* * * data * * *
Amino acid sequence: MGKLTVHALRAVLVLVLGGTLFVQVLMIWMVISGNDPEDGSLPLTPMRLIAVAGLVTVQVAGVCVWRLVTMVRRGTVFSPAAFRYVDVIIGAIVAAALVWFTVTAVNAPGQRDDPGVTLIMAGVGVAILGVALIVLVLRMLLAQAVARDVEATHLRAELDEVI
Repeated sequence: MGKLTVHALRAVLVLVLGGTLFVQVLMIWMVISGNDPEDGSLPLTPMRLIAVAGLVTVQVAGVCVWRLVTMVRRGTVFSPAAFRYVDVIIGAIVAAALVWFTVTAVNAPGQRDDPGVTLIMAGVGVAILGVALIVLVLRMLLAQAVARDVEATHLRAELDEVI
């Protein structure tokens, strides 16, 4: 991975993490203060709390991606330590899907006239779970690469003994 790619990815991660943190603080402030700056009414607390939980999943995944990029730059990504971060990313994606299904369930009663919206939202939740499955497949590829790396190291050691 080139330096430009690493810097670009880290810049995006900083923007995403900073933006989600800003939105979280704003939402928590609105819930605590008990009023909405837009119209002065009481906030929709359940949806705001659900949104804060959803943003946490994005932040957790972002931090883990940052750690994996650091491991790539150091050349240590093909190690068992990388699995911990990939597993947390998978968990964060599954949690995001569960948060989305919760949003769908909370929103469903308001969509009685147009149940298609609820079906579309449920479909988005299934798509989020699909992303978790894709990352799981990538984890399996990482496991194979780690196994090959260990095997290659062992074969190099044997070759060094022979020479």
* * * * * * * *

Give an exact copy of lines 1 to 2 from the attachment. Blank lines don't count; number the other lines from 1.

Amino acid sequence: MGKLTVHALRAVLVLVLGGTLFVQVLMIWMVISGNDPEDGSLPLTPMRLIAVAGLVTVQVAGVCVWRLVTMVRRGTVFSPAAFRYVDVIIGAIVAAALVWFTVTAVNAPGQRDDPGVTLIMAGVGVAILGVALIVLVLRMLLAQAVARDVEATHLRAELDEVI
Repeated sequence: MGKLTVHALRAVLVLVLGGTLFVQVLMIWMVISGNDPEDGSLPLTPMRLIAVAGLVTVQVAGVCVWRLVTMVRRGTVFSPAAFRYVDVIIGAIVAAALVWFTVTAVNAPGQRDDPGVTLIMAGVGVAILGVALIVLVLRMLLAQAVARDVEATHLRAELDEVI